In a few days time, Disney is releasing a remake of the 1977 movie Pete’s Dragon. While it’s a stretch to call the original film a classic, it’s definitely endearing in its own clunky, inoffensive, cheerful way. I’ll be reviewing the remake, but before I line up to have my childhood plundered I wanted one last look at one of my all-time favorite movies.
Pete’s Dragon is one of the earliest movies I ever remember watching. I’ve been carrying the story around with me since I was a wee tot. The soundtrack has a hallowed spot on my iPod—in original film order, not the wonky order of the CD—and I can to this day sing every song by heart. I collect Pete’s Dragon sightings like some people collect figurines, meaning I’ve seen the Pushing Daisies episode a zillion times and squealed aloud while reading Joe Hill’s The Fireman when Harper started singing “Candle On the Water.” Whether or not it’s a good movie makes little difference to me. In my nostalgia-tinted mind, the 1977 version of Pete’s Dragon is absolutely perfect, warts and all.
For those who don’t know—and there are more of you than there really should be, given what a gem of a picture it is—Pete is an orphan kid abused by the Gogans. He escapes with the help of his sometimes invisible dragon, Elliott, and wanders into a seaside town in Maine. Due to a series of wacky Elliott-related mishaps, Pete ends up in the care of Nora, the daughter of a drunk lighthouse keeper who spends her evenings pining over the sailor who went to sea and never returned. Dr. Terminus and his “intern” Hoagy burst into town peddling their snake oil cures, and when word gets out that Pete has a dragon, they set out to acquire Elliott. Eventually they team up with the Gogans, who want Pete back, and the local fishermen, who blame Elliott for the sudden lack of fish. I won’t tell you the end, but it’s a Disney kids’ movie, so you can probably take an educated guess as to what happens.
Unlike earlier live-action animated movies in which actors engaged with animated sets, Pete’s Dragon put the animated character, Elliott, in the live-action world, so the result is a total of three layers of film: a live layer, an animated layer, and a background layer covering the prop dragon and the green screen. Everything has that antique Disney feel, the kind where it’s not a specific year but a melange of old-fashioned Edwardian/Victorian, a world where there’s electricity and automobiles but people still use lanterns and horses.
Even in the late 1970s the cast wasn’t star-studded, but the actors were fairly well known. Mickey Rooney was still trying to turn around his career through TV and voice acting stints, while Red Buttons’ career was steady but not overwhelming. Jane Kean (Miss Taylor) and Jim Backus (the Mayor) brought decades of experience in television work to their characters while Charles Tyner (Merle Gogan) was known for lesser but important roles in movies like Harold and Maude and Cool Hand Luke. Jim Dale was well known across the pond, particularly with the Carry On series, but hadn’t done much of anything stateside. Shelley Winters had an Oscar under her belt, a name in the tabloids, and a long career as an actor and writer before stepping into the role of Lena Gogan. Helen Reddy was the musical “starlet,” having gained her fame a few years prior with “I Am Woman” and half a dozen other top ten singles. Sean Marshall (Pete) was a relative unknown and only acted for a few more years before retiring to a normal life. And hey, it’s Jeff Conaway before he got famous in Grease.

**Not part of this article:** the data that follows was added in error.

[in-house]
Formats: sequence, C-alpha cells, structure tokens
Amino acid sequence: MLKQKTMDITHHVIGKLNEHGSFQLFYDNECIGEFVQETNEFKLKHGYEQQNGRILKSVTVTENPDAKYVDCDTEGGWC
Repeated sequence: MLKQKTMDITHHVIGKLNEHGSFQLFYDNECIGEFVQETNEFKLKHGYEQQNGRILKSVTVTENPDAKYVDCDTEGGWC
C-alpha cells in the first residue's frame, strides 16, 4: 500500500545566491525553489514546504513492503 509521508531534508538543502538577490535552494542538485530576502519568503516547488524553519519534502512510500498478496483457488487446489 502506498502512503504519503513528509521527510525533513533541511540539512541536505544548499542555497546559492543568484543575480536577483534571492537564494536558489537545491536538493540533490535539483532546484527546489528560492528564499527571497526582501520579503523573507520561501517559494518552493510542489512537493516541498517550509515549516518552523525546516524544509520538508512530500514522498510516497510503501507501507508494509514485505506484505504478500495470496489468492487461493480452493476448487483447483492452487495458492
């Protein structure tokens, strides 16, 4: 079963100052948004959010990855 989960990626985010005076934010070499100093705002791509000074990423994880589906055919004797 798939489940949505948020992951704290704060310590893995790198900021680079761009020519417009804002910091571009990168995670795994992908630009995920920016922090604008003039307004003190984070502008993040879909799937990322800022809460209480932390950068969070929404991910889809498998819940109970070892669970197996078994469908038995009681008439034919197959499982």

Ok, so it’s not really a perfect movie. Even for 1977 it was awfully white. Last I counted, there were four, maybe five, people of color in the whole movie, all of whom were Black and appear for one song and two crowd scenes; only one gets a line. Not to mention the cringe-inducing, vaguely “Asian-sounding” riff when Terminus sings about making yens off Elliott’s body parts. Nora’s romance with Paul is a glaring plot device. He’s barely even a character and exists only to give Nora a dramatic backstory. Lampie’s alcoholism gets no explanation or resolution (and I hope someone paid that poor bartender after they destroyed all his beer in “I Saw a Dragon”). Whoever decided the California coast was an adequate replacement for Maine should have been fired. Director Don Chaffey is perfunctory at best, uninspired at worst, but I’ll give him this: he let his talent do what they did best without interference. Unfortunately, the cinematographer wastes Nora’s biggest moment, her solo “Candle on the Water,” by shooting the whole thing as a slow zoom in. That’s literally all that happens for three minutes.